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Performance monitoring RRS feed

  • Question

  • Hi

    We have a sql server 2005 db 64 bit - Linux with 10 instances running on it. The server has 12 GB of ram. Around 40 web applications access this database and at the moment the performance is good.  we have a plan to increase the load by 20% by this week. what are the parameters do I need to check to find if the current database would withstand the additional load. thanks in advance

    cheers
    APVN
    Wednesday, May 13, 2009 1:52 PM

Answers

  • Hi,

    May I suggest counting the number of blocks and locks that occur? Also, you may want to also verify your disk access speed is good. With additional concurrency you might start to run into some I/O contention. This article is a good one for reviewing disk access: http://msdn.microsoft.com/en-us/library/dd758814(loband).aspx.

    Also, you may want to make sure that your memory management is set for each instance to only take a certain amount. If each instance is set to take the max then they may canabilize resources from one another. 

    Cheers,
    Bob

    • Marked as answer by APVN Wednesday, May 13, 2009 2:18 PM
    Wednesday, May 13, 2009 1:57 PM
  • The simple answer is you may not be able to know if you can withstand the additional load.  In some cases a perfectly happy server, can begin to hit problems with a 1-2 increase in connections if those added connections create blocking and locking that can't be overcome immediately.  Places to watch to know if you are at the critical tipping point as the load increases are your standard SQL Server Performance Counters.

    Microsoft released a tool on Codeplex that makes parsing your counter logs a breeze and provides good information on where you might be hitting bottlenecks or could potentially have problems:

    Performance Analysis of Log s (PAL) Tool

    I use it for most of my analysis at this point because it lists the counters you should collect in the SQL Template, and it has preestablished, but configurable thresholds for where problems might be occuring.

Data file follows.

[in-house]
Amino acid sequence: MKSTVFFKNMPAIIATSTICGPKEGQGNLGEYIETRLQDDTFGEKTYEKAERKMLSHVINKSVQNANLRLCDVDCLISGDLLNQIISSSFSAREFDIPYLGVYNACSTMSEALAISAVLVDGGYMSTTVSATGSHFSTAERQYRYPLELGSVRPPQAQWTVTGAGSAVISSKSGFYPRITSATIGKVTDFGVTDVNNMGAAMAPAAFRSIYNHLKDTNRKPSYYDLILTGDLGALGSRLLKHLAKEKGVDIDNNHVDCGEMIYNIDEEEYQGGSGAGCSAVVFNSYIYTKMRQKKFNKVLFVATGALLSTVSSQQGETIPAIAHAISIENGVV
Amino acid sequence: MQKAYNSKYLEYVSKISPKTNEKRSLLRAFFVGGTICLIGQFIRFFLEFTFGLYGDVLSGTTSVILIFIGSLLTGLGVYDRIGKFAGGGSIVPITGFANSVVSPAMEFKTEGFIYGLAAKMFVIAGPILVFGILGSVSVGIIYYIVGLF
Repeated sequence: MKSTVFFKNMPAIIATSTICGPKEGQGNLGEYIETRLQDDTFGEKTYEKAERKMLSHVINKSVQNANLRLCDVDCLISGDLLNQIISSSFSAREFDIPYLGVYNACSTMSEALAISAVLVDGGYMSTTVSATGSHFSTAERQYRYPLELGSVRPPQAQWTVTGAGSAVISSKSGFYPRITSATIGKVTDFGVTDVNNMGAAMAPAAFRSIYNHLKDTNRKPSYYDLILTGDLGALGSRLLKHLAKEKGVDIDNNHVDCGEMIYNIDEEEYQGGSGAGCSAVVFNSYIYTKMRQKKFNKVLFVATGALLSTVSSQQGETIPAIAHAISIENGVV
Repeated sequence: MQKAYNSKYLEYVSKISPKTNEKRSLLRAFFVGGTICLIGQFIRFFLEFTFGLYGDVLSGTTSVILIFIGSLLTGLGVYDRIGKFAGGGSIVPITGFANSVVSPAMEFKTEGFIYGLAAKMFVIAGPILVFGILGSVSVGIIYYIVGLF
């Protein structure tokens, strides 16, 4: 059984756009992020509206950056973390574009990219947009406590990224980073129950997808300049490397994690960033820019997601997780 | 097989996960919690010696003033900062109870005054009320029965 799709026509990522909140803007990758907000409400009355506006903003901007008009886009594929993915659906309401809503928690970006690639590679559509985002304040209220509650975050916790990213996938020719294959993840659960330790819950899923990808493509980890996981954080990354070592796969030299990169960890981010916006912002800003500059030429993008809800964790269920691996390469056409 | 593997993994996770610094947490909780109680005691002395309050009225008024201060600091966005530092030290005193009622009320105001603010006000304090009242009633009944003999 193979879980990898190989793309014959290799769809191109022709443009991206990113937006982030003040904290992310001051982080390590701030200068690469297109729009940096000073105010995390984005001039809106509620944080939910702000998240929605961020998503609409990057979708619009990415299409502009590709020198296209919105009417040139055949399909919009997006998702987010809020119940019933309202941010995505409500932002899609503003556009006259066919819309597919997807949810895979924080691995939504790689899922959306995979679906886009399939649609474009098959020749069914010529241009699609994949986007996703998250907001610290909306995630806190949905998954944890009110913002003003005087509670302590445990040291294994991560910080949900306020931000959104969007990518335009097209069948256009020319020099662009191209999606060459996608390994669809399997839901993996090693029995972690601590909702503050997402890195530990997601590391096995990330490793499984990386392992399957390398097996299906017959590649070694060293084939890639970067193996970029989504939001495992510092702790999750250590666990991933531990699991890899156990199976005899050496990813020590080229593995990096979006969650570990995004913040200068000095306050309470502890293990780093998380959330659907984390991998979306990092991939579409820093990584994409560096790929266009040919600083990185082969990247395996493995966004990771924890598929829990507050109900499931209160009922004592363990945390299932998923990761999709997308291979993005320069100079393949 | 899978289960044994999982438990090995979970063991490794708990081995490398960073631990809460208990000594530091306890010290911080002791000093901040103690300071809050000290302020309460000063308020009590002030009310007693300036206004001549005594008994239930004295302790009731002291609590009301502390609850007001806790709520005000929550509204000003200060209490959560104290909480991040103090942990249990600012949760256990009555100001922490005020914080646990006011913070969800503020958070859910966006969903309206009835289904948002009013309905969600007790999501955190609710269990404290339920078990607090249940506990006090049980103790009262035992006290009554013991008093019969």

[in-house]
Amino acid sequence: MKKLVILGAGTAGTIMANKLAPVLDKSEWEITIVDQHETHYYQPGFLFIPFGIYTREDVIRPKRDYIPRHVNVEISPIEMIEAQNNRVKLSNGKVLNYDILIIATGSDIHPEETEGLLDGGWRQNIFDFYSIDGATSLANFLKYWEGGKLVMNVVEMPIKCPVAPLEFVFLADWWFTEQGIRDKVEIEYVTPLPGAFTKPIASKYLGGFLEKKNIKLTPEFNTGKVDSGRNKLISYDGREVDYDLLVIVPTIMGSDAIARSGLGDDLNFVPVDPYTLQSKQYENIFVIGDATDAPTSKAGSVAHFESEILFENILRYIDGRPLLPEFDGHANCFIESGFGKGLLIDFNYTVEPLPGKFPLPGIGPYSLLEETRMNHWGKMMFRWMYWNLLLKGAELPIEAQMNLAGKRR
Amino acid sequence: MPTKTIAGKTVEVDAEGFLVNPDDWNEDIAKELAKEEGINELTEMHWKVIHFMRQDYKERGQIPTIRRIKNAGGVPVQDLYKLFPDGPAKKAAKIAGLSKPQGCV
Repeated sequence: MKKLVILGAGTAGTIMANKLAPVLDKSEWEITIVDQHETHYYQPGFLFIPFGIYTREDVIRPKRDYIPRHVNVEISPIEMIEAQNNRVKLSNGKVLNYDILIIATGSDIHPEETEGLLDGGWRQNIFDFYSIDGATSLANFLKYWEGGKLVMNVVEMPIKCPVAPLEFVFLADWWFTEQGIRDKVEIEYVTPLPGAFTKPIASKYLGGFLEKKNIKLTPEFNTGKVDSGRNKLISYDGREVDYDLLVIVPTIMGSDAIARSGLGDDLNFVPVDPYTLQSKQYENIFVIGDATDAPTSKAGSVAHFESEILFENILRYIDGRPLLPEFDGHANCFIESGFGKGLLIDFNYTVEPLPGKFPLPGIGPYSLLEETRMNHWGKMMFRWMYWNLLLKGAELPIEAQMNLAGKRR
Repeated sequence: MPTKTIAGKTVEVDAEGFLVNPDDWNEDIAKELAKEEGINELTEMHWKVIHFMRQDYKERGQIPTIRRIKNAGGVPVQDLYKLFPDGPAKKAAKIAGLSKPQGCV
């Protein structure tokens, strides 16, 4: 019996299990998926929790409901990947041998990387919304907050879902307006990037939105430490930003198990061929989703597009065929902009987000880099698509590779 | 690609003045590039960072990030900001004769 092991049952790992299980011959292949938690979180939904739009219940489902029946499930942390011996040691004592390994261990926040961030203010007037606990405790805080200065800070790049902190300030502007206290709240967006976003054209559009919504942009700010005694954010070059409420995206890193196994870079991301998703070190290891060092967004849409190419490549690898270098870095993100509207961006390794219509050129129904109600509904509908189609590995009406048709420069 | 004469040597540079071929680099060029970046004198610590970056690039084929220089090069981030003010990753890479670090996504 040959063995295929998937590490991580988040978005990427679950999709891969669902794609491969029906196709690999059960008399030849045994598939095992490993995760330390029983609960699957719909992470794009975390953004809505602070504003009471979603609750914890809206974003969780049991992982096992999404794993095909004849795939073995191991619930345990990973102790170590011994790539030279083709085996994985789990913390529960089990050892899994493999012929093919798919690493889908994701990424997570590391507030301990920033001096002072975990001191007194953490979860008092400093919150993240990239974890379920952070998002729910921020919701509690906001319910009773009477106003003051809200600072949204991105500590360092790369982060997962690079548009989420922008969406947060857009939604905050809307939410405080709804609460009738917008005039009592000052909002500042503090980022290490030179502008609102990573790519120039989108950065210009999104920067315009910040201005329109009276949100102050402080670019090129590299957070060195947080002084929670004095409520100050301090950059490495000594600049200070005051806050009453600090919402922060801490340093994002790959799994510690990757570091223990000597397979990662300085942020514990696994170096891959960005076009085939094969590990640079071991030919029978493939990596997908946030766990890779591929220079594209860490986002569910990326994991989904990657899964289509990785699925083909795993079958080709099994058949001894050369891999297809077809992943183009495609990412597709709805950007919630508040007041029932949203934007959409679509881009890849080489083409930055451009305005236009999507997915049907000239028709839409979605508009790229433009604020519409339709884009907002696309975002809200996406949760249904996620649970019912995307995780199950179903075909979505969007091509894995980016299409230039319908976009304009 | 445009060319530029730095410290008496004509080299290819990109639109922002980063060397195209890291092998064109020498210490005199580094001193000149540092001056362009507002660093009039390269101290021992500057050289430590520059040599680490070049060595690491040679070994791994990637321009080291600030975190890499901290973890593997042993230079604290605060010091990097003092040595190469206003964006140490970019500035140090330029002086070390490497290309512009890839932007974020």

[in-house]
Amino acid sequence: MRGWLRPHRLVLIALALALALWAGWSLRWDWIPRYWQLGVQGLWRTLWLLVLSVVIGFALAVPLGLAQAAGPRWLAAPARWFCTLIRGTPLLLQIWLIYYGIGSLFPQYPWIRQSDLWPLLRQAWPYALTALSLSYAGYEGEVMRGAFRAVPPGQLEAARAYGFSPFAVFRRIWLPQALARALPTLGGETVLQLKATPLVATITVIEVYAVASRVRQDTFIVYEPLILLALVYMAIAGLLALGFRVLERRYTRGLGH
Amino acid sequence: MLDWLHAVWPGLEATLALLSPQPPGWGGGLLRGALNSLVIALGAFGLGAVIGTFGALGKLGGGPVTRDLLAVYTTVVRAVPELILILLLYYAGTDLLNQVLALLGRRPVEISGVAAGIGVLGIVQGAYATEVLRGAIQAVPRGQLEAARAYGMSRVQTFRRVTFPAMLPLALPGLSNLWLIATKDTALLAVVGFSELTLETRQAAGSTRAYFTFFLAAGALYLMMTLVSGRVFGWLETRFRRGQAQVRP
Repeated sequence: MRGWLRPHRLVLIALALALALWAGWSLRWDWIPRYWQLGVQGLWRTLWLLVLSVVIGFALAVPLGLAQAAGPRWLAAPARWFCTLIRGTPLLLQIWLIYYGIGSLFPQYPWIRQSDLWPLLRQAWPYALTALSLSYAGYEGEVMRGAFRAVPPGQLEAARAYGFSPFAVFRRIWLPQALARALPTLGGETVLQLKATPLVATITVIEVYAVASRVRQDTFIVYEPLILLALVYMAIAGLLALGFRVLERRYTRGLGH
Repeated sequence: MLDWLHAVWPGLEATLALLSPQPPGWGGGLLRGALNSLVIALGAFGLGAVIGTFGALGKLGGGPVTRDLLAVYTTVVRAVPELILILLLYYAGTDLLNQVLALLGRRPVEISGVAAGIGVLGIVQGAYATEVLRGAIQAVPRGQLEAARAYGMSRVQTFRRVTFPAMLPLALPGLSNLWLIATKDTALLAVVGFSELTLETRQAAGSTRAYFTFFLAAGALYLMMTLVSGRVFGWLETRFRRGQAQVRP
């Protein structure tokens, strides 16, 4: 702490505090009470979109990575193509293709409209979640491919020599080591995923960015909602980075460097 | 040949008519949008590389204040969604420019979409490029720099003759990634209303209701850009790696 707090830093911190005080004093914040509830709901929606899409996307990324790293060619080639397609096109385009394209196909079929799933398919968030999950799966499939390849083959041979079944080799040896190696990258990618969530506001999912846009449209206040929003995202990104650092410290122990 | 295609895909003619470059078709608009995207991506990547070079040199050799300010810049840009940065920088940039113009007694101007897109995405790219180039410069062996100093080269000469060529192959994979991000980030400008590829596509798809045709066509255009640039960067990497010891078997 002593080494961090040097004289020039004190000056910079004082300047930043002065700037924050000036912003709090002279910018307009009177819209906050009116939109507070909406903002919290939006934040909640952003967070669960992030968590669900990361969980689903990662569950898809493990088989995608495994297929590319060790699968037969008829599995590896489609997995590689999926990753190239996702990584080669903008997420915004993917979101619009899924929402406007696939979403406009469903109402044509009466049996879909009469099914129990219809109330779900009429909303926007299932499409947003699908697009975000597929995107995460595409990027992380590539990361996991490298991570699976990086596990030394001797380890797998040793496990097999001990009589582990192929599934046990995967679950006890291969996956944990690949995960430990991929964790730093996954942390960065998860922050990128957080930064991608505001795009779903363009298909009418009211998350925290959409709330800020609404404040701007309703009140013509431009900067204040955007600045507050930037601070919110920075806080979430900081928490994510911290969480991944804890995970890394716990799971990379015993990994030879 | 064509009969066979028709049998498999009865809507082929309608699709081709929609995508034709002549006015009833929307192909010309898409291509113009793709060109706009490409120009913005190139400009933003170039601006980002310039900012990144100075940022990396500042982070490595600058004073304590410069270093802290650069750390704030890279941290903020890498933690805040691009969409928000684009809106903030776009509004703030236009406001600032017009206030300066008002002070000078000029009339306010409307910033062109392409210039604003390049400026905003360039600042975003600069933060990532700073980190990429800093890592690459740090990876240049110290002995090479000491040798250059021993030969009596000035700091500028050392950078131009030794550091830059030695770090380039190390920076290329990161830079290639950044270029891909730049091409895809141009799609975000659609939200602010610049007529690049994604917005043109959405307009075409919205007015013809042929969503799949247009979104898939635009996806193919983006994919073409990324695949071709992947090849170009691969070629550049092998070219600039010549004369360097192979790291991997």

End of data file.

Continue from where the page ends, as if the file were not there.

Jonathan Kehayias
    http://sqlblog.com/blogs/jonathan_kehayias/
    http://www.sqlclr.net/
    Please click the Mark as Answer button if a post solves your problem!
    • Marked as answer by APVN Wednesday, May 13, 2009 2:44 PM
    Wednesday, May 13, 2009 2:17 PM

All replies

  • Hi,

    May I suggest counting the number of blocks and locks that occur? Also, you may want to also verify your disk access speed is good. With additional concurrency you might start to run into some I/O contention. This article is a good one for reviewing disk access: http://msdn.microsoft.com/en-us/library/dd758814(loband).aspx.

    Also, you may want to make sure that your memory management is set for each instance to only take a certain amount. If each instance is set to take the max then they may canabilize resources from one another. 

    Cheers,
    Bob

    • Marked as answer by APVN Wednesday, May 13, 2009 2:18 PM
    Wednesday, May 13, 2009 1:57 PM
  • The simple answer is you may not be able to know if you can withstand the additional load.  In some cases a perfectly happy server, can begin to hit problems with a 1-2 increase in connections if those added connections create blocking and locking that can't be overcome immediately.  Places to watch to know if you are at the critical tipping point as the load increases are your standard SQL Server Performance Counters.

    Microsoft released a tool on Codeplex that makes parsing your counter logs a breeze and provides good information on where you might be hitting bottlenecks or could potentially have problems:

    Performance Analysis of Log s (PAL) Tool

    I use it for most of my analysis at this point because it lists the counters you should collect in the SQL Template, and it has preestablished, but configurable thresholds for where problems might be occuring.



    Jonathan Kehayias
    http://sqlblog.com/blogs/jonathan_kehayias/
    http://www.sqlclr.net/
    Please click the Mark as Answer button if a post solves your problem!
    • Marked as answer by APVN Wednesday, May 13, 2009 2:44 PM
    Wednesday, May 13, 2009 2:17 PM
  • Thanks Bob.  I have 12gb of ram and have set max server memory of 9 GB. Is that you have mentioned of setting up each instance a certain memory? sorry I am new to sqlserver. thanks
    Wednesday, May 13, 2009 2:27 PM